US Does Not Win Support Vs. Milosevic
The United States failed to get backing from its allies yesterday to impose new sanctions on Yugoslavia as a way to end violence against Kosovo's ethnic Albanians.
But foreign ministers at the six-nation conference issued a statement insisting on "an urgent start ... to the process of unconditional dialogue with the leader of the Kosovar Albanian community.
"We expect [Yugoslav] President [Slobodan] Milosevic to implement the process of unconditional dialogue and take political responsibility for ensuring that Belgrade engages in serious negotiation on Kosovo's status," the statement said.
The six nations, which oversee the Balkans, agreed to meet again in four weeks "to reassess the situation."
"If Belgrade ... dialogue does not get under way within the next four weeks because of the position of the FRY [Former Republic of Yugoslavia] or Serbian authorities, we shall take steps to apply further measures," the statement said.
This referred to a threat leveled at a meeting in London earlier this month to freeze Yugoslavia's oversees assets, US diplomats said.
Clashing positions at the meeting to discuss the province's future underlined the Clinton administration's difficulty in persuading its allies to put the squeeze on Milosevic.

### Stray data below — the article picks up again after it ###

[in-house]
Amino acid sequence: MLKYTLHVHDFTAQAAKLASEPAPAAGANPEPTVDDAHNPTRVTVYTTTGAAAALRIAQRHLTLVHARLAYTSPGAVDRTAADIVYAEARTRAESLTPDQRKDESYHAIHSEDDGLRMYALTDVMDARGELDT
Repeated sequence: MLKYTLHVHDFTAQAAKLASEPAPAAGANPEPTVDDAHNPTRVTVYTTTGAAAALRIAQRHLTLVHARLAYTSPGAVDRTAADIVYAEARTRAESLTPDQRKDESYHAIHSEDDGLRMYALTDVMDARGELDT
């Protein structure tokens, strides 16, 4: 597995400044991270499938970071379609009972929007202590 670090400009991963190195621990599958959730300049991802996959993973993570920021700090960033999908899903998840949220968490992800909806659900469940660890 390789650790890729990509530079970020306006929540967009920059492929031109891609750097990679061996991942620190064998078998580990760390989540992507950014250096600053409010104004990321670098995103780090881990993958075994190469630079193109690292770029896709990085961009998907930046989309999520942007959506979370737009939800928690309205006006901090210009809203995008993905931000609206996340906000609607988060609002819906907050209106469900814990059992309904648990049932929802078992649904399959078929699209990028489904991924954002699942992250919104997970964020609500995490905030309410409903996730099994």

Secretary of State Madeleine Albright opened the one-day conference with a call for additional sanctions on Yugoslavia to pressure it into talks with the ethnic Albanians, European diplomats said.
But Russian Foreign Minister Yevgeny Primakov dissented, saying no new punitive measures were needed, according to the accounts.
Fresh violence in Kosovo on Tuesday added urgency to the foreign ministers' talks, in which Ms. Albright also sought support from Italy, France, and Germany for a tougher line.
Only Britain appears to fully support the US goal of an arms embargo - which requires UN Security Council approval - and a freeze of Yugoslav assets abroad.
Albright urged continued pressure on Milosevic.
"We have too much experience in the former Yugoslavia to settle for half-sincere half measures," she said Tuesday.